ISSN (Print) - 0012-9976 | ISSN (Online) - 2349-8846

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Faulty Logic of Fiscal Orthodoxy

The Kelkar Committee takes fiscal orthodoxy to the extreme and suggests steps that will jeopardise growth.

The report of the Committee on the Roadmap for Fiscal Consolidation (the Vijay Kelkar Committee) paints an alarming fiscal situation and calls for the immediate implementation of fiscal correction measures to revive growth and employment. The Kelkar Committee has suggested a series of mid-term fiscal corrections including a huge contraction in Plan expenditure. According to the report, the measures proposed, if implemented, can put central government finances back on the path of fiscal consolidation (as proposed by the Thirteenth Finance Commission) and this should, in turn, stimulate growth. There is no unanimity on whether deficit r­eduction is a must for higher growth. Indeed, worldwide, an important school of thought recognises the need for a countercyclical fiscal policy to arrest the economic downturn that set in during 2008. But even if one accepts the new fiscal conservatism as has been aggressively propagated since the onset of economic reforms in India, there are serious questions about the road map proposed by the Kelkar Committee. Although the report suggests some very obvious generic measures to raise the tax to GDP ratio, the main focus of the report is to reduce government expenditure on subsidies, “rightsize” Plan expenditure, as it calls it, and take steps to increase disinvestment proceeds.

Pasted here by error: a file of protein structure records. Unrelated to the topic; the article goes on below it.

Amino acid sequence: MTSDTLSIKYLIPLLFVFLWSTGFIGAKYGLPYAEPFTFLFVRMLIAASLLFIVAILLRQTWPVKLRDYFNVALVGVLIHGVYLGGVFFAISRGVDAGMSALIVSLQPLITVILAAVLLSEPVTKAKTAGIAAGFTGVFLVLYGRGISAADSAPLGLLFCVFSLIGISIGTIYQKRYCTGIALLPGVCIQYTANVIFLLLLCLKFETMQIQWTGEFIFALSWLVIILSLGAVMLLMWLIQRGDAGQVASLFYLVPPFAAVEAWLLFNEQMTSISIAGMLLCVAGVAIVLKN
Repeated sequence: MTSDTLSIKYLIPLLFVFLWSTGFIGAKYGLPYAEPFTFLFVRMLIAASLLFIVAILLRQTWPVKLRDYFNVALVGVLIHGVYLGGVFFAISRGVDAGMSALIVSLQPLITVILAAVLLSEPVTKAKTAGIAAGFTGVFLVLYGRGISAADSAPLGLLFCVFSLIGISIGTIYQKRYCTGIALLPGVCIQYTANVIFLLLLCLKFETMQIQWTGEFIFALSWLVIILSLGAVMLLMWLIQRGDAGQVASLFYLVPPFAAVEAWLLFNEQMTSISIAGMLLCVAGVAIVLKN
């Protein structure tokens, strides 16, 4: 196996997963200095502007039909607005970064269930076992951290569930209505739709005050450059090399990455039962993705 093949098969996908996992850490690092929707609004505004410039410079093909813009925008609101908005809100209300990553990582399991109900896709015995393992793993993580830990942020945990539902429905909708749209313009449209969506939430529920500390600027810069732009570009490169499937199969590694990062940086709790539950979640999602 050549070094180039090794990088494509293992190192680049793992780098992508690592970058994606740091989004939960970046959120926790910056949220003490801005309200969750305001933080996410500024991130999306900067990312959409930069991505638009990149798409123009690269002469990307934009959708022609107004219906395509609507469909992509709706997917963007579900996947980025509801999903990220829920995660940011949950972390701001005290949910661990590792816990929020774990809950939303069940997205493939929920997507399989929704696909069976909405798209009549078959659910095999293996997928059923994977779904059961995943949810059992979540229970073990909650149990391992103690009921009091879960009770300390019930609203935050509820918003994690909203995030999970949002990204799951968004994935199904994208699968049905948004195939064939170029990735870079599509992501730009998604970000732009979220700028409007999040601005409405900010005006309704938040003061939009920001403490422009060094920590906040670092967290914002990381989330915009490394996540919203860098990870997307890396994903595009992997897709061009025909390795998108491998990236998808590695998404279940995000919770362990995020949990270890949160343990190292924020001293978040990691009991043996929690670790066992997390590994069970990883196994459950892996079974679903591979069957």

One needs to understand that much of the increase in the centre’s fiscal deficit since the beginning of the global financial crisis has been due to the series of fiscal stimulus packages provided by the government. A large part of these stimuli were in the form of a general reduction in the rates of indirect taxes. The cuts in tax rates and the slowdown in growth resulted in a significant decline in revenue collection after 2008-09. In fact, between 2008-09 and 2009-10, the actual revenue from customs duty, central excise and service tax fell by Rs 16,555 crore, Rs 5,622 crore and Rs 2,519 crore, respectively. Although the tax rates have since been revised upwards, revenue growth remains sluggish. According to the Kelkar Committee, the likely shortfall in tax revenue in 2012-13 will be around Rs 60,000 crore, which as a percentage of GDP works out to 0.6%. And if we take into account the expected shortfall (Rs 20,000 crore) in proceeds from disinvestment, the total shortfall on the receipts side works out to almost 0.9% of GDP. In other words, the fiscal deficit slippage from 5.1% (Budget Estimates 2012-13) to 6.1% of GDP, as projected in the report, is primarily due to the decline in revenues. But the stance of the Kelkar Committee is that the primary reason for the fiscal imbalance is the unbridled growth of subsidies and Plan expenditure. If one looks at the subsidy figures without any prejudice it will be observed that while subsidies as a percentage of GDP jumped sharply from 1.37% in 2007-08 to 2.21% in 2008-09, they declined to 2.09% in 2010-11. The increase to 2.35% in 2011-12 (Revised Estimates) will have to be understood as the fallout of the rise in inter­national crude prices and the corresponding growth in the petroleum subsidy from 0.23% of GDP in 2008-09 to 0.77% of GDP in 2011-12 (RE); this trend is continuing in 2012-13. Of course, a growing petroleum subsidy bill is a matter of concern and one has to take proactive steps towards rationalisation of the prices of petroleum products. But it needs to be acknowledged that much of the price issue in the petroleum sector can be addressed without creating hardship by rationalising taxation of the sector. The report, sadly, is silent on the taxation of the petroleum sector – an important source of revenue for both the centre and states – without reforming which there can be no reform of petroleum prices.

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